Incredible Survivor: 1970 Oasis Motorhome

It’s amazing how many obscure motorhome brands there are out there. You don’t have to look too hard to see them littering backyards and service stations off the beaten path, undoubtedly left there by owners who realized the cost to repair or restore far exceeded the value of their home on wheels. The irony is that a fully-sorted or survivor-grade version of the same RV goes for very real money, as this rare 1970 Oasis motorhome shows us. The seller claims less than 200 of these Class A RVs were made, and that his example is a 51-year-old survivor with a highly original interior. Find it here on eBay with bids to $9,300 with the reserve unmet.

The interior is in striking condition, with near-perfect upholstery on the cushions. That just doesn’t happen in old RVs (or not-so-old ones, either), so I’d love to know the story behind who owned it previously to keep it in such fine order. The only flaws the seller reveals are some chips on the veneer of the cabinetry, and a non-functional thermocoupler in the heating system. The oven and stove still work, along with all other plumbing and electrical equipment. The seller reports that the fridge also needs to be replaced. Aside from some small holes in the upholstery of the driver’s seat, no other interior flaws are noted. It’s incredible to see how well-preserved the table and wood paneling are.

There’s not much in the way of history out there about the Oasis brand, as I can find plenty of evidence of the company’s specialization in tow-behind trailers but very little about the full-size RV. Obviously, it looks fantastic with the awning extended outwards, and this photo shows you that the original striping going down the sides remains in excellent condition. The Oasis isn’t a large motorhome by motorhome standards, and while I don’t have exact measurements, it doesn’t look entirely different from the front-wheel-drive GMC model that often graces these pages. If you’re looking for an RV that no one else will have at the park, this Oasis Class A motorhome may be right for you.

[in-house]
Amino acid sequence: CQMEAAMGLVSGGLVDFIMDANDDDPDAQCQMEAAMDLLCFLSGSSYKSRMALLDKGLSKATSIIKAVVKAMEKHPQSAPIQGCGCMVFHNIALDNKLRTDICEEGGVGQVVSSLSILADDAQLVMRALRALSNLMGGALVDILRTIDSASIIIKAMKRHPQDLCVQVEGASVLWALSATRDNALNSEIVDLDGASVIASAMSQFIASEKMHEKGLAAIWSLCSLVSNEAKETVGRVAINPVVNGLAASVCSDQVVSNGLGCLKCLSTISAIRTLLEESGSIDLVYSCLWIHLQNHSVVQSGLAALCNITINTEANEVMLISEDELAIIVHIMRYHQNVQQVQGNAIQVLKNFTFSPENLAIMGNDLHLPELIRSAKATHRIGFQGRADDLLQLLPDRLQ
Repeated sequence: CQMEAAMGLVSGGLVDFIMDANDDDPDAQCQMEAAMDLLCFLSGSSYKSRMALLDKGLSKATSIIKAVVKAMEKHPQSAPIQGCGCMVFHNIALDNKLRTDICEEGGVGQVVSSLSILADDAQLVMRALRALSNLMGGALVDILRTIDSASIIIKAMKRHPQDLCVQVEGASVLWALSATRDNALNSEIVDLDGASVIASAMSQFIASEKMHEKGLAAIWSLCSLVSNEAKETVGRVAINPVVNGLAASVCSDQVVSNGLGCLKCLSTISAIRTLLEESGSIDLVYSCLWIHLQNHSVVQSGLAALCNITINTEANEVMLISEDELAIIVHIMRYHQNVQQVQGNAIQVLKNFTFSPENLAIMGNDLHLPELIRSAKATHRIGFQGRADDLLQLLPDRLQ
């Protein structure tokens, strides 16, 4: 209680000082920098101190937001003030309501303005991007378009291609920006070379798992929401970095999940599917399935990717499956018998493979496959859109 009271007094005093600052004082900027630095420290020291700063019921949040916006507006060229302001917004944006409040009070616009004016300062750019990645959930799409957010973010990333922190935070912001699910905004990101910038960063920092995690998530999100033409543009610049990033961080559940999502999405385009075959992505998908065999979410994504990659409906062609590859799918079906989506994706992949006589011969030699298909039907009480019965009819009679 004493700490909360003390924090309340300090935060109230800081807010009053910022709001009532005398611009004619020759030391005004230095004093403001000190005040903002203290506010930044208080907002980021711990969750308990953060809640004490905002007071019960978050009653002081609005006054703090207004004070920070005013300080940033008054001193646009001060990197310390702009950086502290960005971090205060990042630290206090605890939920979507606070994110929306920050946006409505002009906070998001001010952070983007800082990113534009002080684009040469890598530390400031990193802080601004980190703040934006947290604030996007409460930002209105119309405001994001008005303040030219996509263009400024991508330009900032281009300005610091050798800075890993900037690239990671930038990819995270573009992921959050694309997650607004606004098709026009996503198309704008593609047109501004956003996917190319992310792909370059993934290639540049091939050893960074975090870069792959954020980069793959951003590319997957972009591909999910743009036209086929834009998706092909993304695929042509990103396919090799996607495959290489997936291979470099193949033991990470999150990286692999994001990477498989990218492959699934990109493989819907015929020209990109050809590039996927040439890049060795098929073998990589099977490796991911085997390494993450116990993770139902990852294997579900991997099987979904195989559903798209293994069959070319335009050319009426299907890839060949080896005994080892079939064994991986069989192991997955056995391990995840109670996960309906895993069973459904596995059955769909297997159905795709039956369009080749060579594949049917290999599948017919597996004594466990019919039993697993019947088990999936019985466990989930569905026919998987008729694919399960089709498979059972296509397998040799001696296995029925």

The seller has poured some money into this four-wheeled palace, with recent upkeep including new shocks; new batteries; new alternator; rebuilt transmission; new radiator; new brakes and drums; six new tires; and the original split rims replaced with modern rollers. In addition to the minor issues listed above, the brake lights are said to be functioning intermittently. I’m not sure what one of these vintage Oasis RVs is worth, but to the right person, it’s likely perfect when considering the preserved interior, healthy mechanical bits; and functioning kitchen equipment. What do you think it is worth?


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  1. Fahrvergnugen Fahrvergnugen Member

    Perfect parked on PCH as AirFleaAndB.

    Like 5
  2. Terrry

    This has a Chrysler LA-series 318 motor. Pretty nice-looking for its age.

    Like 6
    • T. Mann

      Will a small block 318 engine get this beauty rolling?

      Like 1
      • Dickie F.

        Yes the 318 will be enough to get there. I recently partly rebuilt a similar 1970 Winnebago, after it was parked for 40 years.
        I spent weeks on the road sorting out the licensing issues with the various traffic departments.
        The 318 ran well during that time, easily keeping up with suburban traffic.
        To my surprise, while fitting a new electronic ignition, I notice that the 318 was running on only one throat of the twin choke carburetor.
        I got both throats to open, thereafter she had almost modern day performance, considering she was an automatic built on a 3 ton truck chassis.

        Like 6
  3. MrBZ

    If Cosmo’s Factory comes with it, count me in! Lost mine in the first divorce…..

    Like 9
    • Johnny

      CCR—-still have mine in really nice shape. Nice looking rv.

  4. terry

    It’s at $9500 and hasn’t hit reserve? Someone must really love this vehicle.

    Like 1
    • T. Mann

      US $9,700.00
      Reserve price not met

      Like 1
      • Johnny

        $10,225 now. The old rv,s and camper are starting to bring high prices now.

        Like 1
  5. Troy

    Wow, back in the late 80’s and early 90’s I was hauling things like this off for scrap. I would charge the property owner $150 bucks to haul it off then strip it down for the metal I would burn the wood in my shop for winter heat. Sell the engine and transmission for $150-$200 and haul the rest to the scrap yard. Hard work for little profit but you do what you can legally to survive.

    Like 8
  6. Carbuzzard Member

    Back in the day, US 30 in Indiana had a lot of small motorhome/trailer makers that would sprout up like mushrooms after the rain, the disappear when the weather got too hot, metaphorically speaking, of course.

    Like 3
  7. Ron Ron

    It’s a great looking motor home! But I’ve been told as they get older, you may have plumbing issues, roof leakage, kitchen leaks etc. I would really inspect it before buying. Otherwise, enjoy to whomever wins!!

    • Johnny

      The chaulking drys up and the body moving around all the time will cause it. Plus winterize it. Plus you need a plce to park them in from the weather. Just like anything.The weather is hard on anything out.

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